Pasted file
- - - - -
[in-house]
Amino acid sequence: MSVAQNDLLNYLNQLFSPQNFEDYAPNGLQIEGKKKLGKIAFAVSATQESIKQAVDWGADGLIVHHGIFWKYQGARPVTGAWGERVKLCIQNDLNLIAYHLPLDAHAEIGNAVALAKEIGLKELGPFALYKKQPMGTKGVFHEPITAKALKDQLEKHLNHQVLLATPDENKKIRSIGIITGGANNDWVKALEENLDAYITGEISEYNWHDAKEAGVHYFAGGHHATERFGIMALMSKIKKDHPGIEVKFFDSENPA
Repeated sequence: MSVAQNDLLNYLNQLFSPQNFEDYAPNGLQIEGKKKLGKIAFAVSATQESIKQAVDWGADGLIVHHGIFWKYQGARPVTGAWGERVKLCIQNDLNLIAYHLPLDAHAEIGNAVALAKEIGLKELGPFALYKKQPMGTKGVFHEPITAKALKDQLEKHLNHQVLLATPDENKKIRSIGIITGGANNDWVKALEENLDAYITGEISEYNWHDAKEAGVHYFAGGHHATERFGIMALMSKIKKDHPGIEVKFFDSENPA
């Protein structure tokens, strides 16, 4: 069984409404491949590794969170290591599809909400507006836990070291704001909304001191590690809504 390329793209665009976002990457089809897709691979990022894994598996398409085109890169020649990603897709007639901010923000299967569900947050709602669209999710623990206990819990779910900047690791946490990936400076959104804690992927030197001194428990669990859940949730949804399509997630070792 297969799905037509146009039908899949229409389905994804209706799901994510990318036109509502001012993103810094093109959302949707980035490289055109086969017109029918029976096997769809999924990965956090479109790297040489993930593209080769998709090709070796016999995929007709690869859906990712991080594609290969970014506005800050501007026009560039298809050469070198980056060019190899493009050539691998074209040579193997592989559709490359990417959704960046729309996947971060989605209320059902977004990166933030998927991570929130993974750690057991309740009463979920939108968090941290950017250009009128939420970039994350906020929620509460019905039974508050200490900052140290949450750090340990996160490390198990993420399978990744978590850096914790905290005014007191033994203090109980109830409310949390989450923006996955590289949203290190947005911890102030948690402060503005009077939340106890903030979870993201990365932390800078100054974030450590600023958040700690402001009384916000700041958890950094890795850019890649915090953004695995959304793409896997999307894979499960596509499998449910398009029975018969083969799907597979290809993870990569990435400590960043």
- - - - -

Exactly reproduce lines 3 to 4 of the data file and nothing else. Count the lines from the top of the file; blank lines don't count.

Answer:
Repeated sequence: MSVAQNDLLNYLNQLFSPQNFEDYAPNGLQIEGKKKLGKIAFAVSATQESIKQAVDWGADGLIVHHGIFWKYQGARPVTGAWGERVKLCIQNDLNLIAYHLPLDAHAEIGNAVALAKEIGLKELGPFALYKKQPMGTKGVFHEPITAKALKDQLEKHLNHQVLLATPDENKKIRSIGIITGGANNDWVKALEENLDAYITGEISEYNWHDAKEAGVHYFAGGHHATERFGIMALMSKIKKDHPGIEVKFFDSENPA
């Protein structure tokens, strides 16, 4: 069984409404491949590794969170290591599809909400507006836990070291704001909304001191590690809504 390329793209665009976002990457089809897709691979990022894994598996398409085109890169020649990603897709007639901010923000299967569900947050709602669209999710623990206990819990779910900047690791946490990936400076959104804690992927030197001194428990669990859940949730949804399509997630070792 297969799905037509146009039908899949229409389905994804209706799901994510990318036109509502001012993103810094093109959302949707980035490289055109086969017109029918029976096997769809999924990965956090479109790297040489993930593209080769998709090709070796016999995929007709690869859906990712991080594609290969970014506005800050501007026009560039298809050469070198980056060019190899493009050539691998074209040579193997592989559709490359990417959704960046729309996947971060989605209320059902977004990166933030998927991570929130993974750690057991309740009463979920939108968090941290950017250009009128939420970039994350906020929620509460019905039974508050200490900052140290949450750090340990996160490390198990993420399978990744978590850096914790905290005014007191033994203090109980109830409310949390989450923006996955590289949203290190947005911890102030948690402060503005009077939340106890903030979870993201990365932390800078100054974030450590600023958040700690402001009384916000700041958890950094890795850019890649915090953004695995959304793409896997999307894979499960596509499998449910398009029975018969083969799907597979290809993870990569990435400590960043």